Insulin Degrading Enzyme Is a Cellular Receptor Mediating Varicella-Zoster Virus Infection and Cell-to-Cell Spread

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Abstract

Varicella-zoster virus (VZV) causes chickenpox and shingles. While varicella is likely spread as cell-free virus to susceptible hosts, the virus is transmitted by cell-to-cell spread in the body and in vitro. Since VZV glycoprotein E (gE) is essential for virus infection, we postulated that gE binds to a cellular receptor. We found that insulin-degrading enzyme (IDE) interacts with gE through its extracellular domain. Downregulation of IDE by siRNA, or blocking of IDE with antibody, with soluble IDE protein extracted from liver, or with bacitracin inhibited VZV infection. Cell-to-cell spread of virus was also impaired by blocking IDE. Transfection of cell lines impaired for VZV infection with a plasmid expressing human IDE resulted in increased entry and enhanced infection with cell-free and cell-associated virus. These studies indicate that IDE is a cellular receptor for both cell-free and cell-associated VZV. © 2006 Elsevier Inc. All rights reserved.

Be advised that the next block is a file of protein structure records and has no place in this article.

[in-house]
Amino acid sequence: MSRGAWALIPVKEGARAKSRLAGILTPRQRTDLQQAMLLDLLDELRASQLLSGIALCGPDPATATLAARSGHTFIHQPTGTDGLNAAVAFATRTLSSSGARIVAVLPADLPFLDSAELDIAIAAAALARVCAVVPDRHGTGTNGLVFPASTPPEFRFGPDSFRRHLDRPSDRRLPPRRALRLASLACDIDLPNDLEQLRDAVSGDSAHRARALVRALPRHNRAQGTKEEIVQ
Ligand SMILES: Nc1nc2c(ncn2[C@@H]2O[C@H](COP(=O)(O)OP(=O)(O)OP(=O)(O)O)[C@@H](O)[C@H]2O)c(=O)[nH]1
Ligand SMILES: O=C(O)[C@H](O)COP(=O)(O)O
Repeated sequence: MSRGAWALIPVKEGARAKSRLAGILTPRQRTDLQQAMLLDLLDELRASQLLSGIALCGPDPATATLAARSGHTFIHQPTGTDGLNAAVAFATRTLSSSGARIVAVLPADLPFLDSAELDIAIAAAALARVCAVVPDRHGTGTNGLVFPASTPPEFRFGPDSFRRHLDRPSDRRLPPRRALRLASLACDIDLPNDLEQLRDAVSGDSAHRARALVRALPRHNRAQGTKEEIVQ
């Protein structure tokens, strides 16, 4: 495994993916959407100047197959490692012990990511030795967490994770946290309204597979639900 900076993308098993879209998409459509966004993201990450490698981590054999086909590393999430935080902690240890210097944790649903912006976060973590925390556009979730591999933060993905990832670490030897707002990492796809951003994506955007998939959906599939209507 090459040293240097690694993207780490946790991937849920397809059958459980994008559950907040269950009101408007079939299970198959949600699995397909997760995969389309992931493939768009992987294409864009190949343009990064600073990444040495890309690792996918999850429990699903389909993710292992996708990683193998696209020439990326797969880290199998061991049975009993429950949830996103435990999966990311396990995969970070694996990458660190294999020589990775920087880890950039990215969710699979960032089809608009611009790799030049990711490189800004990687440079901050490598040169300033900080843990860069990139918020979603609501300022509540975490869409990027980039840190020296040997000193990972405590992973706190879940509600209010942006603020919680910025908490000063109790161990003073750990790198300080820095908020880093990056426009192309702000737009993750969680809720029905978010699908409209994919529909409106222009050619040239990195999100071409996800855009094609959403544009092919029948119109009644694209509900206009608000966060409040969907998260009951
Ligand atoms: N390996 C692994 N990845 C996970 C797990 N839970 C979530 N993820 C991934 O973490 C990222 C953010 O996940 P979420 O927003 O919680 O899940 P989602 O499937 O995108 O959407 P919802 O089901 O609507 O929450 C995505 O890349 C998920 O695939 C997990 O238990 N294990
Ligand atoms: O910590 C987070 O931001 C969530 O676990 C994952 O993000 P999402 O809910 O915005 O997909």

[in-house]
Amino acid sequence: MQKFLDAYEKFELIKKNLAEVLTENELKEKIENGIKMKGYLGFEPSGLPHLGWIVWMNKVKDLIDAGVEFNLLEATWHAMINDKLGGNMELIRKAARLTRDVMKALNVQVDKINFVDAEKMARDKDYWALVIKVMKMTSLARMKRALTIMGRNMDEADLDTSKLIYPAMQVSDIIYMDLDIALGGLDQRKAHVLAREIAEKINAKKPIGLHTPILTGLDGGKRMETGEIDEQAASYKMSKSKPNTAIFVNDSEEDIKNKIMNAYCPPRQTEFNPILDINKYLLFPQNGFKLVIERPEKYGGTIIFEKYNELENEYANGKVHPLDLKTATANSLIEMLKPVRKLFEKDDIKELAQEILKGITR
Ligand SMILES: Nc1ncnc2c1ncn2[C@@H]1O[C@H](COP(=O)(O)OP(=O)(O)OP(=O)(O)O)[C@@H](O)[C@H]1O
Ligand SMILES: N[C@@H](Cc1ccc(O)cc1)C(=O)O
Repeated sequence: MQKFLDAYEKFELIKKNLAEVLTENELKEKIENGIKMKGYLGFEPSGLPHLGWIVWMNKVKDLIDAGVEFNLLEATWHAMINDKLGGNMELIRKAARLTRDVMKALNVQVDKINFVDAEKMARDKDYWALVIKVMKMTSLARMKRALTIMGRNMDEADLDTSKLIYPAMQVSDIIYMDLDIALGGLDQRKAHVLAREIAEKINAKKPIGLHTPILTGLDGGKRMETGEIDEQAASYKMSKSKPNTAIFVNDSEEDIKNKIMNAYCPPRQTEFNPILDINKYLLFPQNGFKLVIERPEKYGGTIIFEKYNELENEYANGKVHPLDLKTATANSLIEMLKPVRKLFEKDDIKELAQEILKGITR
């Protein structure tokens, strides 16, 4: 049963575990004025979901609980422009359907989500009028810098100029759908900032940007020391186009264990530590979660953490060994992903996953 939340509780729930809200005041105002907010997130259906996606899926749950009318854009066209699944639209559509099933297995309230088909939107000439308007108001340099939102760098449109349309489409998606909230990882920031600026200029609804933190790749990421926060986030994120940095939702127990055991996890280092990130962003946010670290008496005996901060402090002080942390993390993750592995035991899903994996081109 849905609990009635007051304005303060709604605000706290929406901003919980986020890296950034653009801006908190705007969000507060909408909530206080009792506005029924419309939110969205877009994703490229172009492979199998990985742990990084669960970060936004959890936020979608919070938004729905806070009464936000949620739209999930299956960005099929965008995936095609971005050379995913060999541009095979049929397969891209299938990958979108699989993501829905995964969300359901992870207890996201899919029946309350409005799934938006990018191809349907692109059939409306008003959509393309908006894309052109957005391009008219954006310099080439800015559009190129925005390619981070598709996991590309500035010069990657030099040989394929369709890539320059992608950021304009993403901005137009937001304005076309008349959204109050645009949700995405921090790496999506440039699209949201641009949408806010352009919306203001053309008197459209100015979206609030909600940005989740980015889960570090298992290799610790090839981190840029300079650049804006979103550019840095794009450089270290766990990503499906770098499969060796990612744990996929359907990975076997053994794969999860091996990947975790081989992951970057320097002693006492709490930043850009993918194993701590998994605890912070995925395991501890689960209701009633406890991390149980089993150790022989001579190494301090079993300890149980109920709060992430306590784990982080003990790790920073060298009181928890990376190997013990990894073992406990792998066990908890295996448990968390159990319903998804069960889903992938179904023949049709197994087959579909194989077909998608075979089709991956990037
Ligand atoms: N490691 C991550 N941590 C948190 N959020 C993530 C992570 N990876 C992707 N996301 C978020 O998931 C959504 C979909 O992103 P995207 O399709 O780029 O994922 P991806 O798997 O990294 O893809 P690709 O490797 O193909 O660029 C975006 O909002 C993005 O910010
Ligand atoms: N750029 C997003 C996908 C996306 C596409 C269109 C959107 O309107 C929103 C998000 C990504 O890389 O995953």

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Li, Q., Ali, M. A., & Cohen, J. I. (2006). Insulin Degrading Enzyme Is a Cellular Receptor Mediating Varicella-Zoster Virus Infection and Cell-to-Cell Spread. Cell, 127(2), 305–316. https://doi.org/10.1016/j.cell.2006.08.046

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